Out There

Pretty on the outside

Celebrity Skin
Geffen Records

Here, after four years and one shotgun blast, is the most awaited and debated record of the year; no more talking about who wrote what, about how she looks today, about anything besides the music. Some day, Courtney Love might regret even releasing the third record, seeing as how she got more press mileage out of doing nothing than wearing pretty dresses and hanging out with Madonna. A few months from now, all the deep-think reviews and skin-deep celeb profiles will have passed from memory; Celebrity Skin will just be one more record released among the thousands this year, one more piece of overhyped product greeted with cheers and jeers and, ultimately, yawns of uninterest from all but the hard-core fetishists who maintain Web sites and trade e-mails with Love.

Funny how it worked out like this, really: In 1991, Love wanted so desperately to be a Rock Star, shouting to the heavens till she made the beautiful hell that was Pretty on the Inside. Seven years later, the Rock Star part of her has been buried beneath make-up and make-overs. (The first line of Celebrity Skin: "Oh, make me over.") The woman who screamed to be taken seriously is almost a joke now, a parody, as annoying as any recurring character on Saturday Night Live. You feel her pain almost as well as you know her shtick.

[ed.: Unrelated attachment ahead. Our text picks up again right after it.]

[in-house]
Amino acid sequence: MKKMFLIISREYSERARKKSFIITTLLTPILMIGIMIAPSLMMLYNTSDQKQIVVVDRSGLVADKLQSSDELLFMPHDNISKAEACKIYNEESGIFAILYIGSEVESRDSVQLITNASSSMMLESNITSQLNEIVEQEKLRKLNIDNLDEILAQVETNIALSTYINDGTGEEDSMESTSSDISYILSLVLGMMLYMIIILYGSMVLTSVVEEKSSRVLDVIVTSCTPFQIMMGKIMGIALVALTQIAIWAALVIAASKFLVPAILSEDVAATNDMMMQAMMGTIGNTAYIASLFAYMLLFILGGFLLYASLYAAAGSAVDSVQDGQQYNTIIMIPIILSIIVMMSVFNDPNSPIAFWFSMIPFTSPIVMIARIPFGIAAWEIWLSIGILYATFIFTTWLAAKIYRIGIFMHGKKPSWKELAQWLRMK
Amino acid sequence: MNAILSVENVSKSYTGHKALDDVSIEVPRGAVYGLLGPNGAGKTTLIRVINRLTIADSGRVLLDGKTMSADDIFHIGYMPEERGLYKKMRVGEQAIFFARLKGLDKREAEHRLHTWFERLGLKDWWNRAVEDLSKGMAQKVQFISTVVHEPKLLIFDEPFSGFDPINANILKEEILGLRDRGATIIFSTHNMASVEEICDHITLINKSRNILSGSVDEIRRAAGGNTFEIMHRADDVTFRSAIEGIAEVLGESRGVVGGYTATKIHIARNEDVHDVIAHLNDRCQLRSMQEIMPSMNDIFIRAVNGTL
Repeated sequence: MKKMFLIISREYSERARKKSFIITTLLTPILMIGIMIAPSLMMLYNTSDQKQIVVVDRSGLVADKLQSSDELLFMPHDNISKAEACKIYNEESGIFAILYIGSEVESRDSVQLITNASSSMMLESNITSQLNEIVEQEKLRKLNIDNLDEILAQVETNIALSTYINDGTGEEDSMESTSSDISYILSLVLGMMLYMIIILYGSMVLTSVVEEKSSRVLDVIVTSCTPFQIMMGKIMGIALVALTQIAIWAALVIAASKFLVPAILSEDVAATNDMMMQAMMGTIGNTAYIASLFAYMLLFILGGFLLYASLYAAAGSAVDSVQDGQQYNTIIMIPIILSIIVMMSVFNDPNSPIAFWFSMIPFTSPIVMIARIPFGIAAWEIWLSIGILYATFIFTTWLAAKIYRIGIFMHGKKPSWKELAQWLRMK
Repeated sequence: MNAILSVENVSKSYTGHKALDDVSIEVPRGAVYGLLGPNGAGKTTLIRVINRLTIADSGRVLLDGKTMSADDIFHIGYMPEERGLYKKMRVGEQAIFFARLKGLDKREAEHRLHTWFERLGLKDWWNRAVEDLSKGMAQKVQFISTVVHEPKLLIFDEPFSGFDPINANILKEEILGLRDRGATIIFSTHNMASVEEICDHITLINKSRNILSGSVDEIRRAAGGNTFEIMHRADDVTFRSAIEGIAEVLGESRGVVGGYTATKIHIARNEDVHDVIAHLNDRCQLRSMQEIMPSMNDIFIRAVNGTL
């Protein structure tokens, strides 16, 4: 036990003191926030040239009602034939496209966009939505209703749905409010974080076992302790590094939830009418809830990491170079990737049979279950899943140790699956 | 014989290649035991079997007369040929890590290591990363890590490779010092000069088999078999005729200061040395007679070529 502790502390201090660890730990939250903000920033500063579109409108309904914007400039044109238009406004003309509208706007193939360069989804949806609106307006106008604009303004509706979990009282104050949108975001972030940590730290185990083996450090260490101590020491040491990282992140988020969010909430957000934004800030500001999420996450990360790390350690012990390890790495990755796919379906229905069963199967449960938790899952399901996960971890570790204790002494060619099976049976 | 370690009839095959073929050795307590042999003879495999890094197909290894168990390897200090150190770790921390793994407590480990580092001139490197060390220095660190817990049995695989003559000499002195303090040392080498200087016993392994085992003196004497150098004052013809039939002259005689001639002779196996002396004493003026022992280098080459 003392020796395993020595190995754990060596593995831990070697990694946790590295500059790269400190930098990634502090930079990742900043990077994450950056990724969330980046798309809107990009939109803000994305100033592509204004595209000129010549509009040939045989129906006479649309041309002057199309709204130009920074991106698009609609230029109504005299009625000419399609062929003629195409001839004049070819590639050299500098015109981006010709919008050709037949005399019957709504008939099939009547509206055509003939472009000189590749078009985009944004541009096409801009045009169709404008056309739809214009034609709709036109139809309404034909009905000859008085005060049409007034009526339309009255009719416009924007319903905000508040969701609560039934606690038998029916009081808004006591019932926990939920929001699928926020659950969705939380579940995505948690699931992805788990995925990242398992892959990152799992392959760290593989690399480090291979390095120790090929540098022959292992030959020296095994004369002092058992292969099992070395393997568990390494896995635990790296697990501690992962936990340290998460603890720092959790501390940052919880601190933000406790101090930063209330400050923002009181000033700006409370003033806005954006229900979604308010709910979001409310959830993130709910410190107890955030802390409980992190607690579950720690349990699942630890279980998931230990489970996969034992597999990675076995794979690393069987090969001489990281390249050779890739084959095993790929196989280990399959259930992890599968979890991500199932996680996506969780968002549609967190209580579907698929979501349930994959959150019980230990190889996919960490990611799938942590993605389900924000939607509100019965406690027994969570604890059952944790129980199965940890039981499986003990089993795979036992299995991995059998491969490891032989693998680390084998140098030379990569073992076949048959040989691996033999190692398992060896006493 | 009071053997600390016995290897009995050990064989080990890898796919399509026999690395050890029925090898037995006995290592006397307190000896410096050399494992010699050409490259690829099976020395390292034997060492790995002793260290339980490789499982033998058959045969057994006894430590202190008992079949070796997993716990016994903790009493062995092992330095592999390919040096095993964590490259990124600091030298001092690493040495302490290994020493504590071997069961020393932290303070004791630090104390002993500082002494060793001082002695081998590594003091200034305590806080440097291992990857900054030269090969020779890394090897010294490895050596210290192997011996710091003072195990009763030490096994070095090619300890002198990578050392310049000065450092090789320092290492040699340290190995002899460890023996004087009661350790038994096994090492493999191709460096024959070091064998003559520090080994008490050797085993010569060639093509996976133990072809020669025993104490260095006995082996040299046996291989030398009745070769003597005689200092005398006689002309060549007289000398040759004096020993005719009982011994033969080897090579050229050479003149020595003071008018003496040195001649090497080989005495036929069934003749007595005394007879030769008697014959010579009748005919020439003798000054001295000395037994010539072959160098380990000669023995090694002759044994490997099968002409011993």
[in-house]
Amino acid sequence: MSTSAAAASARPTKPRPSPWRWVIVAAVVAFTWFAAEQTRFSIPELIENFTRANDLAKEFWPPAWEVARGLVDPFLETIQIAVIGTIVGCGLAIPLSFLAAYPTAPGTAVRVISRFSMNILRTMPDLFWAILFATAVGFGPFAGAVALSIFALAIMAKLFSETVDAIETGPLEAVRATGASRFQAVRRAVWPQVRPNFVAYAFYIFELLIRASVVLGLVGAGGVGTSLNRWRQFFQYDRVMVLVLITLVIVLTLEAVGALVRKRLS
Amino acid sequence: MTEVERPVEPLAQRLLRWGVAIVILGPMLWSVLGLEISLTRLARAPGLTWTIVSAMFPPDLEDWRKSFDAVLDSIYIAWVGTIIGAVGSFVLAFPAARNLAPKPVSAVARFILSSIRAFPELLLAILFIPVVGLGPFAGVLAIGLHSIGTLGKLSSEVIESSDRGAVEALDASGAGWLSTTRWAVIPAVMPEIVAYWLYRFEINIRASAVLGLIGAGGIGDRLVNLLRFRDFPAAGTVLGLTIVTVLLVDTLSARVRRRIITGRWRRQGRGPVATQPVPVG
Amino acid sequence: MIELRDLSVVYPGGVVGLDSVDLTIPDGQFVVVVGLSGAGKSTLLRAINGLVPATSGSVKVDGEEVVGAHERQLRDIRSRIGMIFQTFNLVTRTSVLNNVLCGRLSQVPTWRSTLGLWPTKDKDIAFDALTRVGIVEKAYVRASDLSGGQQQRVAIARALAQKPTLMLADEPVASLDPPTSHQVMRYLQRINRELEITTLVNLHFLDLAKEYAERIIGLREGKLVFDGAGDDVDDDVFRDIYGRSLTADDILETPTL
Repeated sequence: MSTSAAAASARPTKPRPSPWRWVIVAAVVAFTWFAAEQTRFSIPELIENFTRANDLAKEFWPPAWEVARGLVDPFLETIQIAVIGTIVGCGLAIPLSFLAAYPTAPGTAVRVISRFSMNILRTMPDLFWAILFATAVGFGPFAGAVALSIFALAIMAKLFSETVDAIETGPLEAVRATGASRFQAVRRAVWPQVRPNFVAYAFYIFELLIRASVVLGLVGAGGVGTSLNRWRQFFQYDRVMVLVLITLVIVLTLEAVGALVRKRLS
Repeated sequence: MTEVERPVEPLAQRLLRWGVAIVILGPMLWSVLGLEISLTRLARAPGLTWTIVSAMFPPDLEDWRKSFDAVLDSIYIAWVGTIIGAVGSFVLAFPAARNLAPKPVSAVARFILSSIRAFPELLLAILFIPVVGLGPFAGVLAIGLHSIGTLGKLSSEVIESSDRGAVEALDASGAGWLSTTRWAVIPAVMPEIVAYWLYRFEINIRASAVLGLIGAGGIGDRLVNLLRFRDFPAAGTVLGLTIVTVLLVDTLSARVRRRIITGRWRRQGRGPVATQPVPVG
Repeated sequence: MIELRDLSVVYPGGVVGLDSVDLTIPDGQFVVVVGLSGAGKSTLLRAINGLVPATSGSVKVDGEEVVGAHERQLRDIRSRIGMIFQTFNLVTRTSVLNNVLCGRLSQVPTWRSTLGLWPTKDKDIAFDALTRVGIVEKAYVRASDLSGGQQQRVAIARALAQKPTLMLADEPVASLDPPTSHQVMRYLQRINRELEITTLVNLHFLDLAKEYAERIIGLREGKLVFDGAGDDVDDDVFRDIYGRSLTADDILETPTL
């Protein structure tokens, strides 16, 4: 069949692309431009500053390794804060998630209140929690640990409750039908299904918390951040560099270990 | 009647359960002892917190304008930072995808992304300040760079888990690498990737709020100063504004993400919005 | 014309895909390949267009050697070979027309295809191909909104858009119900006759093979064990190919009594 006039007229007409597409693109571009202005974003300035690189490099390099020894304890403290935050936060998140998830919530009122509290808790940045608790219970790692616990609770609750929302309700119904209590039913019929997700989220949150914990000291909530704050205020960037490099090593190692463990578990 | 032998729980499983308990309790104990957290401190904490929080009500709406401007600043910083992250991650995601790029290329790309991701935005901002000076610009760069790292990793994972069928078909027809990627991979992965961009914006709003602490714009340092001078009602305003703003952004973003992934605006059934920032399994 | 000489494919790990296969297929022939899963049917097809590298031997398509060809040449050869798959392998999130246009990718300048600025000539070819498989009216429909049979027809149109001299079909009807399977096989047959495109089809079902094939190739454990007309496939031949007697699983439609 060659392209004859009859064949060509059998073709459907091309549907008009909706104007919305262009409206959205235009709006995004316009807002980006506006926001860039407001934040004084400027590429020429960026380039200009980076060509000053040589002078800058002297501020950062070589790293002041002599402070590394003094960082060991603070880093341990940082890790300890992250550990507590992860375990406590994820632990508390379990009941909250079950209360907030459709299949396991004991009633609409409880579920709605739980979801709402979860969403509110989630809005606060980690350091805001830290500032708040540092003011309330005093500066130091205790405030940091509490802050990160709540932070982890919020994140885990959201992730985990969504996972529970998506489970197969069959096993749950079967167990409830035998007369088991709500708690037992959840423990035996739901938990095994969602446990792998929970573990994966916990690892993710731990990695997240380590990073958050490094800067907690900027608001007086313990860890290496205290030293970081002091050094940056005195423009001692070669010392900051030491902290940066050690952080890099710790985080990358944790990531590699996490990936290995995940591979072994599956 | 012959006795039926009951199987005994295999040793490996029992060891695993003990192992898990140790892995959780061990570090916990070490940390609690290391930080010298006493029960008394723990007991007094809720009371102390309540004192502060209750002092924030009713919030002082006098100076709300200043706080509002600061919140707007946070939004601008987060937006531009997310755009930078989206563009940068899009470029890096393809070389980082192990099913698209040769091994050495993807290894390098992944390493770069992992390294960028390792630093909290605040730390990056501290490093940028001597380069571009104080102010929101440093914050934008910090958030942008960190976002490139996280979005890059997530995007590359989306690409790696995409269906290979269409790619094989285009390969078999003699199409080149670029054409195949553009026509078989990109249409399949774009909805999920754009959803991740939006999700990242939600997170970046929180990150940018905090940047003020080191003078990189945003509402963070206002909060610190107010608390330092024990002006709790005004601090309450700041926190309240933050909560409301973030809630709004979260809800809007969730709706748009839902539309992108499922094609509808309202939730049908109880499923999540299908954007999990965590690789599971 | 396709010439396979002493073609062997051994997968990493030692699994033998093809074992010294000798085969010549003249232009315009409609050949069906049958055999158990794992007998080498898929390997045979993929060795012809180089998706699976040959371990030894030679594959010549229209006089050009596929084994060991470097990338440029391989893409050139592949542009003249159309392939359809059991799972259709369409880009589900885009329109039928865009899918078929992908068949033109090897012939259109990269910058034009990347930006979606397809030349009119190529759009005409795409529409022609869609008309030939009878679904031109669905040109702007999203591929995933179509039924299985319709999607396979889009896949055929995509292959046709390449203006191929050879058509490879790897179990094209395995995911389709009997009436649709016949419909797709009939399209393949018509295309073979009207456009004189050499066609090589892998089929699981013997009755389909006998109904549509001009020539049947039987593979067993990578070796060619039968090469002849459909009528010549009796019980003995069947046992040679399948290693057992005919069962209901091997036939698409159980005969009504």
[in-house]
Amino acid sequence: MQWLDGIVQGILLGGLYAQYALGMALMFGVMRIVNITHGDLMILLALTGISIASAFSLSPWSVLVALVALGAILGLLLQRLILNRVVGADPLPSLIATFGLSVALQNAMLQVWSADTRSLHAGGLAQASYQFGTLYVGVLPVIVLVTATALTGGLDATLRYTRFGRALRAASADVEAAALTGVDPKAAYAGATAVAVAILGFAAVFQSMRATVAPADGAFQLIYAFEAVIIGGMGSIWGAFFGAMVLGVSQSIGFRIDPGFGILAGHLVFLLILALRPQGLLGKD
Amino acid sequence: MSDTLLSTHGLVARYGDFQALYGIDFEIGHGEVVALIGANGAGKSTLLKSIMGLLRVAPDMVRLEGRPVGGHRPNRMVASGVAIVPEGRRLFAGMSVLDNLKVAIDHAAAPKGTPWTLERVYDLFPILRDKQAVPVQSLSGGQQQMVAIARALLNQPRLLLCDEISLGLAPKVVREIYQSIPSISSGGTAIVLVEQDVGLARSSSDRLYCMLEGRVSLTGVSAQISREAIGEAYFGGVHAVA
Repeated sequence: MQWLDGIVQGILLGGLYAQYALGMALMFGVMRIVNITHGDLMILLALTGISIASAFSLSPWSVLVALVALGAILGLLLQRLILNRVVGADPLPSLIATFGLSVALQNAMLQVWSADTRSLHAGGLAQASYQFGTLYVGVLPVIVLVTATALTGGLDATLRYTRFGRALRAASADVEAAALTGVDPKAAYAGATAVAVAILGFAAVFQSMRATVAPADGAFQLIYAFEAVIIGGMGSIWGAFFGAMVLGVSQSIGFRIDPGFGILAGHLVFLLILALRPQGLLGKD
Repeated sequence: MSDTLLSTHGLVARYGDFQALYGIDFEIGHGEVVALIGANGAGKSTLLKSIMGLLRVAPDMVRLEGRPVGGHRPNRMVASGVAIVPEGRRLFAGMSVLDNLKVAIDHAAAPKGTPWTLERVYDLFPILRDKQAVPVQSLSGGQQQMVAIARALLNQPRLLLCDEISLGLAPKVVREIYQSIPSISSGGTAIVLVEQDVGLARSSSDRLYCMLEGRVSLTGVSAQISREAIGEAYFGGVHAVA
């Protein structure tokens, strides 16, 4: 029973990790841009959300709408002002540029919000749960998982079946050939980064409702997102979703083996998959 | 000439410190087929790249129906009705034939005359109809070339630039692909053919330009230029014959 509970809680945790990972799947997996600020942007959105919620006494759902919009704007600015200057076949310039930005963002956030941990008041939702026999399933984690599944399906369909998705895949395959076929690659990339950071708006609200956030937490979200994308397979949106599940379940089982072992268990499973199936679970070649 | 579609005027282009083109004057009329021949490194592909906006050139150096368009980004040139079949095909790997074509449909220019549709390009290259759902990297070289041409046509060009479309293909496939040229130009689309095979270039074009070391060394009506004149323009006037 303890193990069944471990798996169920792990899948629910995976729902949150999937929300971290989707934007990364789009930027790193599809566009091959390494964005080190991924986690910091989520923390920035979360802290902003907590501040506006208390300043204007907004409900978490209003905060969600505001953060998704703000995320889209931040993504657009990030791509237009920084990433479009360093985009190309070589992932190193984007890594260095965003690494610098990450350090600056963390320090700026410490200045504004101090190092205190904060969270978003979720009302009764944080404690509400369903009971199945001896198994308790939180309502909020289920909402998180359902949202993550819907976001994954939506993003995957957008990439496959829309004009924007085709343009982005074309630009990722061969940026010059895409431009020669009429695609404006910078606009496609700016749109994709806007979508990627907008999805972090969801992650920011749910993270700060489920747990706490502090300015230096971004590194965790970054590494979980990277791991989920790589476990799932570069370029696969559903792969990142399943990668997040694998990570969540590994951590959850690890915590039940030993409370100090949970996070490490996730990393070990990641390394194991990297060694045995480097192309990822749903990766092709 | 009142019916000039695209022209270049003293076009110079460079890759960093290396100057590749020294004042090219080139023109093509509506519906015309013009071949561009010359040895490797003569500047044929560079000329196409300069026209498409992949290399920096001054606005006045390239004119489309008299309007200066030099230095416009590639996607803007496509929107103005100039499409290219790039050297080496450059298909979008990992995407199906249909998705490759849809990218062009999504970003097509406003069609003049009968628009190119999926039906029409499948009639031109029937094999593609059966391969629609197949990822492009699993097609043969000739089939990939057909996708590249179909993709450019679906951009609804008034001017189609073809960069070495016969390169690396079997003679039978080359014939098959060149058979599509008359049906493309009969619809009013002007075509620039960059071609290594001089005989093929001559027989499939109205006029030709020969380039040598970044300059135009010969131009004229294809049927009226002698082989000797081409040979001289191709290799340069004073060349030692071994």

In the end, how much you care about Celebrity Skin depends solely upon how much you give a rat's ass about Courtney Love. After all, the record's about her and nothing but, about how much it sucks to be famous, how much it sucks to have your life turned into an open diary, how much it sucks to be the object of desire and derision. The title song (and the first single) says it all: "Hooker waitress model actress," she sings, listing off the resume of a woman who craved all the things she now claims to despise. That Love should find her renown so annoying only compounds the lack of interest. What in God's name does anyone who buys this record have in common with a woman who only complains about being rich and famous? In the end, Celebrity Skin is pulp autobiography, the tawdry goings-on in a world that exists out there, in a place so distant and illusory it means nothing in here. Only a Rock Star would refer to Malibu as a place where you can escape to.